“It is sacrilege and dishonors France,” the leader of the Republicans party tweets.
Far-right leader Marine Le Pen says that “no French person can accept that this guy spew out his rubbish at the Bataclan.
“We have had enough of complacency and worse, of this incitement to Islamist fundamentalism,” she adds in a tweet.
An online petition organized by her National Front party calling for the concerts to be banned had over 15,000 signatures by Monday morning.
Kurz: Austria has ‘special responsibility’ toward Israel, Jews
Austrian Chancellor Sebastian Kurz meets with Prime Minister Benjamin Netanyahu, pledging his country will fight anti-Semitism in Europe.
“We Austrians know that in light of our own history, we have a special responsibility toward Israel and the Jewish people,” he says. “I can assure you that Austria will fight all forms of anti-Semitism in Europe with determination.”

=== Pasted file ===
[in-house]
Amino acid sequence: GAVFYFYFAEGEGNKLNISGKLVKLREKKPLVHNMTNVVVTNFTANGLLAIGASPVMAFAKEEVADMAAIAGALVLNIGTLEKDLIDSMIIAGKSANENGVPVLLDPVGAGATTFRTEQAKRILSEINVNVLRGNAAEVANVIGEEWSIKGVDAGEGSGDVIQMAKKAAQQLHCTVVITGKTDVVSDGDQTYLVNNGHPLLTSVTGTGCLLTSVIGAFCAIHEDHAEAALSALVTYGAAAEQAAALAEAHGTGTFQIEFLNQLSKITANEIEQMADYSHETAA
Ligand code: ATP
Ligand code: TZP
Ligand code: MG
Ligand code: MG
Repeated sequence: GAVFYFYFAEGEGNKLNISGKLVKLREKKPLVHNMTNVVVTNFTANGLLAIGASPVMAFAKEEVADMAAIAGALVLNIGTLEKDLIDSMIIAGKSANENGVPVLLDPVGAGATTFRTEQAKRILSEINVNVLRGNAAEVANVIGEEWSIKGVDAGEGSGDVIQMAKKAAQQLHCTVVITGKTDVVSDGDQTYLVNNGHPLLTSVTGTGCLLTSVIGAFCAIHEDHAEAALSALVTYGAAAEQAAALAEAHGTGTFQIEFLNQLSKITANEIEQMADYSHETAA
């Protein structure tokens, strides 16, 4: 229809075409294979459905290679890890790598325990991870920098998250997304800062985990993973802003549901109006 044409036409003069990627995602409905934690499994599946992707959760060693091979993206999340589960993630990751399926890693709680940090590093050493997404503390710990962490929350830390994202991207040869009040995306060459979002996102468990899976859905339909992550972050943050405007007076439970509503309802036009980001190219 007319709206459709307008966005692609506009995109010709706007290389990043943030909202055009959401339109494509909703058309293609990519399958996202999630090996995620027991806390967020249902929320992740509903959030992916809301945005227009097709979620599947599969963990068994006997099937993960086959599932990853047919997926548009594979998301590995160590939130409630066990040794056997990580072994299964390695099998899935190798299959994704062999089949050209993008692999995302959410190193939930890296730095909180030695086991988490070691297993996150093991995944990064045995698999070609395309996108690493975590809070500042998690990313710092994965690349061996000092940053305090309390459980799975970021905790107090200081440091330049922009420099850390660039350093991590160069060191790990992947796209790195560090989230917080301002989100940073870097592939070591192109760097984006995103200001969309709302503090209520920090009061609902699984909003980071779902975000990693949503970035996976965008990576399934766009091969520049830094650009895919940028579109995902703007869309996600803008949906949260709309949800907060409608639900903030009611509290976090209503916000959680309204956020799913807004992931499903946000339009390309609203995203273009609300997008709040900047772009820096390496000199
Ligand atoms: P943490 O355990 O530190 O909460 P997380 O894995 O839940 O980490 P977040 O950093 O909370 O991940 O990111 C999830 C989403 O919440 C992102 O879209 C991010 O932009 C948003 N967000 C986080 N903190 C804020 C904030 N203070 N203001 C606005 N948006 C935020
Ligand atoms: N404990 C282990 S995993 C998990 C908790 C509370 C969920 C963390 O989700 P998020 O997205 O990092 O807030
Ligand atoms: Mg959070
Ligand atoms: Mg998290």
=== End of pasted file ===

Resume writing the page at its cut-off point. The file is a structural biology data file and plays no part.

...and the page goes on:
Kurz also says Austria will “raise awareness in Europe for the special situation and the special security needs of Israel.”
Kurz’s party is the senior member in a coalition with the far-right Freedom Party, which Israel boycotts over its Nazi roots.
Wishing Trump luck, Liberman says nukes must be kept from ‘axis of evil’
Defense Minister Avigdor Liberman wishes US President Donald Trump luck ahead of his meeting with North Korean leader Kim Jong Un.
“Preventing nuclear weapons from the axis of evil states is an important mission that will impact the whole world for the better,” tweets Liberman.
“I’m sure the determined and unapologetic leadership of President Trump will bring great results,” he adds.
Netanyahu praises Austria’s Kurz for stance against anti-Semitism
Prime Minister Benjamin Netanyahu praises Austrian Chancellor Sebastian Kurz for his efforts to combat anti-Semitism, calling him a “true friend of Israel and the Jewish people.”
“We deeply appreciate the steps taken by the Austrian government and the Austrian parliament in recent months, most notably among them your speech, a wonderful speech of the 80th anniversary of the Anschluss. You addressed historical responsibility. You clearly opposed anti-Semitism and you spoke about Jewish life in Austria. You said, and I want to quote this, ‘Austria was not only a victim but also a perpetrator.’ These are courageous and bold words,” Netanyahu tells Kurz at his office in Jerusalem.